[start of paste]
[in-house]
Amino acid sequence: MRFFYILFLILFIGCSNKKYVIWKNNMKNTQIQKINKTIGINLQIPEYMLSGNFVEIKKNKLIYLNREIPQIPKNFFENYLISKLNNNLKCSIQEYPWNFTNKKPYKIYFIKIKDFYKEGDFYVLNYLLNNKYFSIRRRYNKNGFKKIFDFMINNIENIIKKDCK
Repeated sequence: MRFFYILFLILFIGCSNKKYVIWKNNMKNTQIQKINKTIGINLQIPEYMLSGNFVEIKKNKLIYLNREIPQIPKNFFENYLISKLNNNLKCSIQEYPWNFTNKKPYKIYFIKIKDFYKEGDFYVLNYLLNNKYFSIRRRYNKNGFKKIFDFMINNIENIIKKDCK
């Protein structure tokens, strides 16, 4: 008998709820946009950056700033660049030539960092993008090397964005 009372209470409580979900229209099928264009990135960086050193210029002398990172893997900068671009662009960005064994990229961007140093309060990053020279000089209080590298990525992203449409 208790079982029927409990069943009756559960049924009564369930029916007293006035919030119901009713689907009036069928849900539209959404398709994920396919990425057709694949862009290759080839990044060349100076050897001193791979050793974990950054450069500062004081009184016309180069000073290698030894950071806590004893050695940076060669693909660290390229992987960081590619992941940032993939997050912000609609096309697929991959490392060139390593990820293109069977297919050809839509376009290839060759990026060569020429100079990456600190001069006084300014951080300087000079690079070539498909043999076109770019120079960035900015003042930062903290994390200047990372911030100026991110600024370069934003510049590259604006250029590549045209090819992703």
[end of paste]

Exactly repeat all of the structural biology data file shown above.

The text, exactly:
[in-house]
Amino acid sequence: MRFFYILFLILFIGCSNKKYVIWKNNMKNTQIQKINKTIGINLQIPEYMLSGNFVEIKKNKLIYLNREIPQIPKNFFENYLISKLNNNLKCSIQEYPWNFTNKKPYKIYFIKIKDFYKEGDFYVLNYLLNNKYFSIRRRYNKNGFKKIFDFMINNIENIIKKDCK
Repeated sequence: MRFFYILFLILFIGCSNKKYVIWKNNMKNTQIQKINKTIGINLQIPEYMLSGNFVEIKKNKLIYLNREIPQIPKNFFENYLISKLNNNLKCSIQEYPWNFTNKKPYKIYFIKIKDFYKEGDFYVLNYLLNNKYFSIRRRYNKNGFKKIFDFMINNIENIIKKDCK
């Protein structure tokens, strides 16, 4: 008998709820946009950056700033660049030539960092993008090397964005 009372209470409580979900229209099928264009990135960086050193210029002398990172893997900068671009662009960005064994990229961007140093309060990053020279000089209080590298990525992203449409 208790079982029927409990069943009756559960049924009564369930029916007293006035919030119901009713689907009036069928849900539209959404398709994920396919990425057709694949862009290759080839990044060349100076050897001193791979050793974990950054450069500062004081009184016309180069000073290698030894950071806590004893050695940076060669693909660290390229992987960081590619992941940032993939997050912000609609096309697929991959490392060139390593990820293109069977297919050809839509376009290839060759990026060569020429100079990456600190001069006084300014951080300087000079690079070539498909043999076109770019120079960035900015003042930062903290994390200047990372911030100026991110600024370069934003510049590259604006250029590549045209090819992703």